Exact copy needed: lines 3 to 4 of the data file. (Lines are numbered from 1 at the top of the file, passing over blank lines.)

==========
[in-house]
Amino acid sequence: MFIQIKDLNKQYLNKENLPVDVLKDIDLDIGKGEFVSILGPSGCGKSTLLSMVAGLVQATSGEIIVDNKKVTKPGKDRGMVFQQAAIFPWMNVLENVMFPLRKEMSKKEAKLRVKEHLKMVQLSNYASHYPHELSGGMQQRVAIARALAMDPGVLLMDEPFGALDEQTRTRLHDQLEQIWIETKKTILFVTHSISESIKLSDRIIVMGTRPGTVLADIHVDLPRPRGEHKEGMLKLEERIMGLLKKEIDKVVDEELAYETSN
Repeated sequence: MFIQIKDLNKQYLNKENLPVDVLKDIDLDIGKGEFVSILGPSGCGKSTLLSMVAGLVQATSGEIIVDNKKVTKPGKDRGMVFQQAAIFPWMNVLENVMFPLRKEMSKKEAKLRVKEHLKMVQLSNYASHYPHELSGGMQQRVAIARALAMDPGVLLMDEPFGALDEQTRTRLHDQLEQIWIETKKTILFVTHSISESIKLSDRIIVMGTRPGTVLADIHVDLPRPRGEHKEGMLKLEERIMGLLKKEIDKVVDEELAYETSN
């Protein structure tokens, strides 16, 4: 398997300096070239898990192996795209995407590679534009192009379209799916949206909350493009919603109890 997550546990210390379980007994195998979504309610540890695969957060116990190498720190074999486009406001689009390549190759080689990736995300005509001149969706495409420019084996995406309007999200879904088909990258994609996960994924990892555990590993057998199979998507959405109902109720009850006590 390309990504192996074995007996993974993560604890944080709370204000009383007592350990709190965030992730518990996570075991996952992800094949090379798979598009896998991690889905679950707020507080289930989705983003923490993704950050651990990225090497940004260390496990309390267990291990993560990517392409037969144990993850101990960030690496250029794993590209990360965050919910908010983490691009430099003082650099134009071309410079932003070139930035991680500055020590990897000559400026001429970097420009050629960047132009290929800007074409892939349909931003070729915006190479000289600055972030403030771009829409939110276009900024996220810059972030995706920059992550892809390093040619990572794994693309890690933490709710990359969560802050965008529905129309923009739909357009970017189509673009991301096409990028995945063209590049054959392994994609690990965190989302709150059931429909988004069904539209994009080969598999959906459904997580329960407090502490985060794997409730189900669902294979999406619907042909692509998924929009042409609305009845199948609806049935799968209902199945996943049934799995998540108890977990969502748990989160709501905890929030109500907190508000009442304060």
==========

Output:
Repeated sequence: MFIQIKDLNKQYLNKENLPVDVLKDIDLDIGKGEFVSILGPSGCGKSTLLSMVAGLVQATSGEIIVDNKKVTKPGKDRGMVFQQAAIFPWMNVLENVMFPLRKEMSKKEAKLRVKEHLKMVQLSNYASHYPHELSGGMQQRVAIARALAMDPGVLLMDEPFGALDEQTRTRLHDQLEQIWIETKKTILFVTHSISESIKLSDRIIVMGTRPGTVLADIHVDLPRPRGEHKEGMLKLEERIMGLLKKEIDKVVDEELAYETSN
């Protein structure tokens, strides 16, 4: 398997300096070239898990192996795209995407590679534009192009379209799916949206909350493009919603109890 997550546990210390379980007994195998979504309610540890695969957060116990190498720190074999486009406001689009390549190759080689990736995300005509001149969706495409420019084996995406309007999200879904088909990258994609996960994924990892555990590993057998199979998507959405109902109720009850006590 390309990504192996074995007996993974993560604890944080709370204000009383007592350990709190965030992730518990996570075991996952992800094949090379798979598009896998991690889905679950707020507080289930989705983003923490993704950050651990990225090497940004260390496990309390267990291990993560990517392409037969144990993850101990960030690496250029794993590209990360965050919910908010983490691009430099003082650099134009071309410079932003070139930035991680500055020590990897000559400026001429970097420009050629960047132009290929800007074409892939349909931003070729915006190479000289600055972030403030771009829409939110276009900024996220810059972030995706920059992550892809390093040619990572794994693309890690933490709710990359969560802050965008529905129309923009739909357009970017189509673009991301096409990028995945063209590049054959392994994609690990965190989302709150059931429909988004069904539209994009080969598999959906459904997580329960407090502490985060794997409730189900669902294979999406619907042909692509998924929009042409609305009845199948609806049935799968209902199945996943049934799995998540108890977990969502748990989160709501905890929030109500907190508000009442304060």